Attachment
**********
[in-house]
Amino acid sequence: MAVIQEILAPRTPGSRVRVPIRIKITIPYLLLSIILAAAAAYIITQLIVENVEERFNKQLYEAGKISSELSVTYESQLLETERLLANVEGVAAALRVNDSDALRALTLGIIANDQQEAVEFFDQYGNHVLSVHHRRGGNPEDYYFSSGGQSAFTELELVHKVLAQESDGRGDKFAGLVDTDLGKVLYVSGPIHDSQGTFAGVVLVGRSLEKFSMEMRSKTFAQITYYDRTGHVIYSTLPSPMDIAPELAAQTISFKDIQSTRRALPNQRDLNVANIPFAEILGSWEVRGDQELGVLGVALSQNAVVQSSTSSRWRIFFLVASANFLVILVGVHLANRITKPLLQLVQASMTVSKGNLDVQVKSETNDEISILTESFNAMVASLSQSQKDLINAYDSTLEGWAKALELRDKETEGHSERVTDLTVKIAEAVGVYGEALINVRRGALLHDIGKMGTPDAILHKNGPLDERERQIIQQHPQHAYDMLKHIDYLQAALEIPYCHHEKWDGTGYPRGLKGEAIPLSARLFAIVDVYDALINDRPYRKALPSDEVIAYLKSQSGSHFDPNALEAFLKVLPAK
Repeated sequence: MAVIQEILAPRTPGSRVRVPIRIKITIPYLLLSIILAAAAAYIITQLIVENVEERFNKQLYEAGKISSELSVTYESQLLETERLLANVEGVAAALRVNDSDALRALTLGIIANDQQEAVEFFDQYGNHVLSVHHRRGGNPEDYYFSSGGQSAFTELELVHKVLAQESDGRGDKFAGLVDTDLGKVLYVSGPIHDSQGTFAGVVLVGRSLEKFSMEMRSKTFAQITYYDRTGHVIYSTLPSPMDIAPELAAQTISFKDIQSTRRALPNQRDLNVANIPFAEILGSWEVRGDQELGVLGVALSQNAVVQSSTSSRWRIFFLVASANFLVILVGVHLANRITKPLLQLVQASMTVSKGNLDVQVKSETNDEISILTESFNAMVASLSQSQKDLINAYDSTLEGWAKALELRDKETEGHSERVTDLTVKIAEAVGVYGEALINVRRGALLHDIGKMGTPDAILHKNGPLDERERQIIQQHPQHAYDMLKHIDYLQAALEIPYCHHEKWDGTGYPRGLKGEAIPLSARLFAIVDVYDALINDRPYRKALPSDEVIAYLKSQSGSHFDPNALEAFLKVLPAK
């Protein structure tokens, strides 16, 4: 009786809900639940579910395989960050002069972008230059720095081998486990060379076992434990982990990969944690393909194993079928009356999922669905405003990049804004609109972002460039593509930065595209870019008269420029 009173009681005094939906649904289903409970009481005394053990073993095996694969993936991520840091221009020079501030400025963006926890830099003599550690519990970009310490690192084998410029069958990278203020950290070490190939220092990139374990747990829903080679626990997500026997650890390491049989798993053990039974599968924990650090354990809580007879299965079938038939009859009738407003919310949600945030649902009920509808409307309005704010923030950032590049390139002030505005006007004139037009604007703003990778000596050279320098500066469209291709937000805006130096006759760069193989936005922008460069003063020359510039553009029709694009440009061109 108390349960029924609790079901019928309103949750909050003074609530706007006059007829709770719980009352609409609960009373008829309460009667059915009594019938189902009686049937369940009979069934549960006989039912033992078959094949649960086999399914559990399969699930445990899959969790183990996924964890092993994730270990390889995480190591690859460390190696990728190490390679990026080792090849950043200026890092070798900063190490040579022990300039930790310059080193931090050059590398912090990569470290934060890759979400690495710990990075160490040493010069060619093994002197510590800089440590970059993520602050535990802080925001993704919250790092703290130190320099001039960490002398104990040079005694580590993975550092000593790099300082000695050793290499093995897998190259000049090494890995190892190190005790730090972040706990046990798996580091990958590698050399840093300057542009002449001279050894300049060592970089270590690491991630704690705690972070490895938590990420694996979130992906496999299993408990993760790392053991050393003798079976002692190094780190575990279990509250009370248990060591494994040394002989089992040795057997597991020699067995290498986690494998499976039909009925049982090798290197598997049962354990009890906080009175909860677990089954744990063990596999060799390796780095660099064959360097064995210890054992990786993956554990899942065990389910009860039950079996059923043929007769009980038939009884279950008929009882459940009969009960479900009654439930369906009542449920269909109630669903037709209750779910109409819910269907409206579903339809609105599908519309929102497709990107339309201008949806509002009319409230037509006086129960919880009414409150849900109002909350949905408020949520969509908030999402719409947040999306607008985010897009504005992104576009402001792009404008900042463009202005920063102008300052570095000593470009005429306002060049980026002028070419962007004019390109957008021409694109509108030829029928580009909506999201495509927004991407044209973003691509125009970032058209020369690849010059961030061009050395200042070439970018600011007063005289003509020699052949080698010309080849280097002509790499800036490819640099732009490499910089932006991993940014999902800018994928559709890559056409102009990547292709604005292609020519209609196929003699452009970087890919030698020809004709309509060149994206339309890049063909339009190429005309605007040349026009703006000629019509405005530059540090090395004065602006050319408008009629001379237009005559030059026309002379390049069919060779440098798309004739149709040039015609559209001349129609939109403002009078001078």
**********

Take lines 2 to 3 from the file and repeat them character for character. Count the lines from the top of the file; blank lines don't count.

Amino acid sequence: MAVIQEILAPRTPGSRVRVPIRIKITIPYLLLSIILAAAAAYIITQLIVENVEERFNKQLYEAGKISSELSVTYESQLLETERLLANVEGVAAALRVNDSDALRALTLGIIANDQQEAVEFFDQYGNHVLSVHHRRGGNPEDYYFSSGGQSAFTELELVHKVLAQESDGRGDKFAGLVDTDLGKVLYVSGPIHDSQGTFAGVVLVGRSLEKFSMEMRSKTFAQITYYDRTGHVIYSTLPSPMDIAPELAAQTISFKDIQSTRRALPNQRDLNVANIPFAEILGSWEVRGDQELGVLGVALSQNAVVQSSTSSRWRIFFLVASANFLVILVGVHLANRITKPLLQLVQASMTVSKGNLDVQVKSETNDEISILTESFNAMVASLSQSQKDLINAYDSTLEGWAKALELRDKETEGHSERVTDLTVKIAEAVGVYGEALINVRRGALLHDIGKMGTPDAILHKNGPLDERERQIIQQHPQHAYDMLKHIDYLQAALEIPYCHHEKWDGTGYPRGLKGEAIPLSARLFAIVDVYDALINDRPYRKALPSDEVIAYLKSQSGSHFDPNALEAFLKVLPAK
Repeated sequence: MAVIQEILAPRTPGSRVRVPIRIKITIPYLLLSIILAAAAAYIITQLIVENVEERFNKQLYEAGKISSELSVTYESQLLETERLLANVEGVAAALRVNDSDALRALTLGIIANDQQEAVEFFDQYGNHVLSVHHRRGGNPEDYYFSSGGQSAFTELELVHKVLAQESDGRGDKFAGLVDTDLGKVLYVSGPIHDSQGTFAGVVLVGRSLEKFSMEMRSKTFAQITYYDRTGHVIYSTLPSPMDIAPELAAQTISFKDIQSTRRALPNQRDLNVANIPFAEILGSWEVRGDQELGVLGVALSQNAVVQSSTSSRWRIFFLVASANFLVILVGVHLANRITKPLLQLVQASMTVSKGNLDVQVKSETNDEISILTESFNAMVASLSQSQKDLINAYDSTLEGWAKALELRDKETEGHSERVTDLTVKIAEAVGVYGEALINVRRGALLHDIGKMGTPDAILHKNGPLDERERQIIQQHPQHAYDMLKHIDYLQAALEIPYCHHEKWDGTGYPRGLKGEAIPLSARLFAIVDVYDALINDRPYRKALPSDEVIAYLKSQSGSHFDPNALEAFLKVLPAK